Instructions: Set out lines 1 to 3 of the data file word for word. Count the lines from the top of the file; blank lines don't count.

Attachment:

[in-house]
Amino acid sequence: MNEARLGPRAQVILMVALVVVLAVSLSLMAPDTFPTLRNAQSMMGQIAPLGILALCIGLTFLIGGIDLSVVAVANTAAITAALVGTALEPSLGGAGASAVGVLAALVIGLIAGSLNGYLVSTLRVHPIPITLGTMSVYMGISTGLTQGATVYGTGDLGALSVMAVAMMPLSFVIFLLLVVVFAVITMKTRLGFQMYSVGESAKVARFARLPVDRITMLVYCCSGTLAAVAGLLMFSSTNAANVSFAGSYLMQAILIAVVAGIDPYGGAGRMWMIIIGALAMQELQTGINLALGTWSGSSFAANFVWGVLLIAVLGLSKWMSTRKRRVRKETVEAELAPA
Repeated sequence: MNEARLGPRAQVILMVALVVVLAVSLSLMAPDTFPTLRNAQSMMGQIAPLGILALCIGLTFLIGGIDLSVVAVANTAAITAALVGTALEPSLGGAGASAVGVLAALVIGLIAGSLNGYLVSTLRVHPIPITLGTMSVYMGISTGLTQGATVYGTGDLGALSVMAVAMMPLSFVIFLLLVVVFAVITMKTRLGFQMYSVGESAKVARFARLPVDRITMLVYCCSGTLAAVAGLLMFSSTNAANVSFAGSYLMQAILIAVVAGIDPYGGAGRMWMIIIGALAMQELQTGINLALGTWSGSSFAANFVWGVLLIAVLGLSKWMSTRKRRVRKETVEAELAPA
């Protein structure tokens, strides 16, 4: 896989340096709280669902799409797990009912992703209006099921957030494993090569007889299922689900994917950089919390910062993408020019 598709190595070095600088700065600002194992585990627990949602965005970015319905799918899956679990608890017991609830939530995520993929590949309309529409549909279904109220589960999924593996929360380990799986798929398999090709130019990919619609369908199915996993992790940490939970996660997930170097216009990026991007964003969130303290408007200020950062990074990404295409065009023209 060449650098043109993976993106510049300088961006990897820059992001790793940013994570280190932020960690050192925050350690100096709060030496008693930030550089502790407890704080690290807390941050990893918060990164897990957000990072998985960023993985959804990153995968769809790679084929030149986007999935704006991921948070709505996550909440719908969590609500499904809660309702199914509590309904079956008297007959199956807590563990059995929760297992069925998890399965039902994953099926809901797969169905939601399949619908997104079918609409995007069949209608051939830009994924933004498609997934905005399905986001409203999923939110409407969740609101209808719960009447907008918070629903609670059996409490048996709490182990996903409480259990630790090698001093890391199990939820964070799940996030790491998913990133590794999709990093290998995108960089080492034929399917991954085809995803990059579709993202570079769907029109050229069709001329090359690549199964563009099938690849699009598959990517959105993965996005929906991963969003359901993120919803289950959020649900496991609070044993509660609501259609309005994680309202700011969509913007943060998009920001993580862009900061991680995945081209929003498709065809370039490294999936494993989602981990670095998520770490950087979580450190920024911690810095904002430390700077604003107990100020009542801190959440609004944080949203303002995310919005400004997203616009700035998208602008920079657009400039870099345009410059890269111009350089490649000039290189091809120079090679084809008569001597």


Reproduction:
[in-house]
Amino acid sequence: MNEARLGPRAQVILMVALVVVLAVSLSLMAPDTFPTLRNAQSMMGQIAPLGILALCIGLTFLIGGIDLSVVAVANTAAITAALVGTALEPSLGGAGASAVGVLAALVIGLIAGSLNGYLVSTLRVHPIPITLGTMSVYMGISTGLTQGATVYGTGDLGALSVMAVAMMPLSFVIFLLLVVVFAVITMKTRLGFQMYSVGESAKVARFARLPVDRITMLVYCCSGTLAAVAGLLMFSSTNAANVSFAGSYLMQAILIAVVAGIDPYGGAGRMWMIIIGALAMQELQTGINLALGTWSGSSFAANFVWGVLLIAVLGLSKWMSTRKRRVRKETVEAELAPA
Repeated sequence: MNEARLGPRAQVILMVALVVVLAVSLSLMAPDTFPTLRNAQSMMGQIAPLGILALCIGLTFLIGGIDLSVVAVANTAAITAALVGTALEPSLGGAGASAVGVLAALVIGLIAGSLNGYLVSTLRVHPIPITLGTMSVYMGISTGLTQGATVYGTGDLGALSVMAVAMMPLSFVIFLLLVVVFAVITMKTRLGFQMYSVGESAKVARFARLPVDRITMLVYCCSGTLAAVAGLLMFSSTNAANVSFAGSYLMQAILIAVVAGIDPYGGAGRMWMIIIGALAMQELQTGINLALGTWSGSSFAANFVWGVLLIAVLGLSKWMSTRKRRVRKETVEAELAPA